This first appeared in Internet Monitor project's second annual report, Internet Monitor 2014: Reflections on the Digital World. Check it out for more from my Berkman colleagues on the interplay between technological platforms and policy; growing tensions between protecting personal privacy and using big data for social good; the implications of digital communications tools for public discourse and collective action; and current debates around the future of Internet governance.
What would it take to map the Internet? Not just the links, connecting the web of sites to each other, or some map of the network of networks. That’s hard enough in itself.
What if we were to map the flows of data around the Internet? Not just delivering packets, but what those packets contain, where they propagate, how they are passed on, and to what ends they are used.
Between our browser history, cookies, social platforms, sensors, brokers, and beyond, there are myriad parties with economic interests in our data. How those parties interconnect and trade in our data is, for the most part, opaque to us.
The data ecosystem mirrors the structure of the Internet. No single body has dominion or a totalizing view over the flows of information. That also means that no one body is accountable for quality or keeping track of data as it changes hands and contexts.
Data-driven companies like Facebook, Google, Acxiom, and others are building out their proprietary walled gardens of data. They are doing everything they can to control for privacy and security while also keeping control over their greatest assets. Still, they aren’t held accountable for the ads individuals purchase and target on their platforms, or for tertiary uses of data once it leaves their kingdom.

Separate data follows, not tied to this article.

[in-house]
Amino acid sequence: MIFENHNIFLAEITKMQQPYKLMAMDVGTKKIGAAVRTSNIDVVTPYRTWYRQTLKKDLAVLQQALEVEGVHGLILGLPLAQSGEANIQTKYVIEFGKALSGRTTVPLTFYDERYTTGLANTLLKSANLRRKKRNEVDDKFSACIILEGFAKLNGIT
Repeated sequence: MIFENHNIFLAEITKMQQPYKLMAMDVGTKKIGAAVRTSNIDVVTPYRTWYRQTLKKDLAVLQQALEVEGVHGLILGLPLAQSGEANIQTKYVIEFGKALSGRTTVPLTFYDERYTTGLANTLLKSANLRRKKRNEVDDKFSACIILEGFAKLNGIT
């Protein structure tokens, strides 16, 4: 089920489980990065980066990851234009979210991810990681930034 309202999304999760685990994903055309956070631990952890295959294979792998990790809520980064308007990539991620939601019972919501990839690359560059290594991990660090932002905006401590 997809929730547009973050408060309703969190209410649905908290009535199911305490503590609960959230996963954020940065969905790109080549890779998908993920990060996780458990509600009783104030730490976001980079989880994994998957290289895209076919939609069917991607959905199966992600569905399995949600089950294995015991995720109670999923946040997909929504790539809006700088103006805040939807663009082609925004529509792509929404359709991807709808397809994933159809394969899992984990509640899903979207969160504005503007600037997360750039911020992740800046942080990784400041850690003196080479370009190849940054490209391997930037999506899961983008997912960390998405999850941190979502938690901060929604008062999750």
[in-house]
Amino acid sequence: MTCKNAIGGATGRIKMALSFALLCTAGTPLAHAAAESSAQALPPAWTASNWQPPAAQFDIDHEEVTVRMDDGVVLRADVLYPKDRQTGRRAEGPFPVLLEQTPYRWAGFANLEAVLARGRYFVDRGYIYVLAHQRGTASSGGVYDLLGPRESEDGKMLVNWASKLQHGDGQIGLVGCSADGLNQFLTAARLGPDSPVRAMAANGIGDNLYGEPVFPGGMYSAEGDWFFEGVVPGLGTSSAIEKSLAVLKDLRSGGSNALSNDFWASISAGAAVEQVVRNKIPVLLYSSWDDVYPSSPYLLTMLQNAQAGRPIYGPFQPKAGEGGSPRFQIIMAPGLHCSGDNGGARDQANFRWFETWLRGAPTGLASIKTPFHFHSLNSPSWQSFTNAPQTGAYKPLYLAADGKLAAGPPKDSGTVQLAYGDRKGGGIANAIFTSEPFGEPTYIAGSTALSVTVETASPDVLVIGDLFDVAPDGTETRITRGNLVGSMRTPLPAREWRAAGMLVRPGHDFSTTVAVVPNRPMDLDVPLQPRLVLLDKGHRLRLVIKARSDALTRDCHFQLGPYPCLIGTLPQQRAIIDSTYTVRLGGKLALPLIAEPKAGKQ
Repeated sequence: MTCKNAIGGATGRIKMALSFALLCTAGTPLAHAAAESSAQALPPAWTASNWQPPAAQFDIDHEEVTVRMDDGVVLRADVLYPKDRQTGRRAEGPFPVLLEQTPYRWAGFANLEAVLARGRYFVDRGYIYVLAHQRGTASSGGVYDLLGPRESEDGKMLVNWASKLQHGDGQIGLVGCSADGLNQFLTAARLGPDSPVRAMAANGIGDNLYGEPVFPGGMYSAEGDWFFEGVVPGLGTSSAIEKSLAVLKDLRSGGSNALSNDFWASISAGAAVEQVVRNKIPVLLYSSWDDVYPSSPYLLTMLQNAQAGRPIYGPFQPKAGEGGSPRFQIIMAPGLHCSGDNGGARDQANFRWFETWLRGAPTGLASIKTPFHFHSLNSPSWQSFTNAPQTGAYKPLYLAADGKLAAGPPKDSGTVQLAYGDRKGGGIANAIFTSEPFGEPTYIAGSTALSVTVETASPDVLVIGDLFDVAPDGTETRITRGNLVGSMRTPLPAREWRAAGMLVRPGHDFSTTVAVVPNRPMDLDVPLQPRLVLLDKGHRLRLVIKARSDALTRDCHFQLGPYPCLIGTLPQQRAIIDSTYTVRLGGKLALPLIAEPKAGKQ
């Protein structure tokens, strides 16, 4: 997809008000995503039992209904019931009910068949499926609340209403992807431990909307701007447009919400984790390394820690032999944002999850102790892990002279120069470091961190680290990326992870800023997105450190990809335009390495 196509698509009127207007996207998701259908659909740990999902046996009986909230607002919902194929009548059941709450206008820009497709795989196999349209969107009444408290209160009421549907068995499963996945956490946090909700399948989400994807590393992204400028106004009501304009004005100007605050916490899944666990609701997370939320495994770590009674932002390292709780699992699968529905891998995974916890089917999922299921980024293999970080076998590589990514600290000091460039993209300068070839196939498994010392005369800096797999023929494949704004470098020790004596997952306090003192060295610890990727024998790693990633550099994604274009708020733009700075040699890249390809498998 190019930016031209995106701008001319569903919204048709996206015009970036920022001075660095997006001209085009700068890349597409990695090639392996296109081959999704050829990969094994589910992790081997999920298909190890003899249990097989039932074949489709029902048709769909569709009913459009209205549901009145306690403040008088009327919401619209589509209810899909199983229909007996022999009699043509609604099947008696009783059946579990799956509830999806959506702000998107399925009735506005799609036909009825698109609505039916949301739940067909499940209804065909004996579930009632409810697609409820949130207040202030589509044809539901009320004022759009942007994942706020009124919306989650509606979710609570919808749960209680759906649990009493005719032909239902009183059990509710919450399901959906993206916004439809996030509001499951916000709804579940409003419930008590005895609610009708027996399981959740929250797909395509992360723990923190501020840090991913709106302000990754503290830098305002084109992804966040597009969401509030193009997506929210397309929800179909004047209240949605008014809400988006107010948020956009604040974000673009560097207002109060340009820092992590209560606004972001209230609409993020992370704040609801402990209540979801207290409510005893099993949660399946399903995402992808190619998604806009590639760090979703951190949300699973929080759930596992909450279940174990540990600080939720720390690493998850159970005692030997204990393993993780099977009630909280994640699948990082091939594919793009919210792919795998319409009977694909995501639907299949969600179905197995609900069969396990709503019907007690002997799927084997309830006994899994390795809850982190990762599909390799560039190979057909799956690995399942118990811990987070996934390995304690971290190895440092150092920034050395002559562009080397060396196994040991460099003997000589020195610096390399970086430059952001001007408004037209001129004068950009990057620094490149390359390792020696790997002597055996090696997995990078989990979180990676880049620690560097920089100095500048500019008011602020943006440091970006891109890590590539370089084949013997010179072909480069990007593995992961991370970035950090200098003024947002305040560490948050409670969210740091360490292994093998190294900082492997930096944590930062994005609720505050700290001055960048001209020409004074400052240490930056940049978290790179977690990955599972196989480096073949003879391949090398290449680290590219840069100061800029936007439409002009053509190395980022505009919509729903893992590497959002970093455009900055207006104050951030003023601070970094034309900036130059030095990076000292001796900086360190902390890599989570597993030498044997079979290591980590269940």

Complexity obscures causality. So many variables are fed into the algorithm and spit back out on a personalized, transient platform that no one can tell you exactly why you saw one post over another one in the feed or that retargeted ad over this one. We conjure up plausible explanations and grasp at folk theories that engineers offer up to explain their outputs.
We have given data so much authority without any of the accountability we need to have confidence in its legitimacy to govern our lives.
As everything, refrigerators and crockpots included, expand the Internet and the ecosystem of data that runs on top of it, everything will leave a data trail. Going forward we have to assume that what can be codified and digitized will become data. What matters is how that data will be used, now and in the future.
The potential harms are hard to pin down, primarily because we won’t know when they are happening. We can’t investigate discrimination that replaces pre-digital prejudice markers like race and sex with proxies correlated from behavioral data. And we run into invisible walls based on statistical assumptions that anticipate our needs but get us wrong if we fall outside the curve. It’s nearly impossible to catch these slights and even harder to develop normative stances on grounds we cannot see.
Before we can start to discuss normative judgments about the appropriate uses of data, we have to understand the extent of what is technically possible. We cannot hope to regulate the misuse of data without means to hold all interconnected parties accountable for the uses and flows of data.
We need to map these relationships and data patterns. Who are the parties involved? How are they collecting, cleansing, inferring and interpreting data? To what ends is the data being used?
Linked Data is one technical solution to this problem. Standards make data flows both machine readable and human legible. Policies that travel as metadata are another approach to distributed accountability. We can also hold some of the largest brokers and users of data to higher standards of ethics. But markets of users won’t move against these systems until we have a better map of the ecosystem.
Read more in the Berkman Center’s Internet Monitor 2014: Reflections on the Digital World.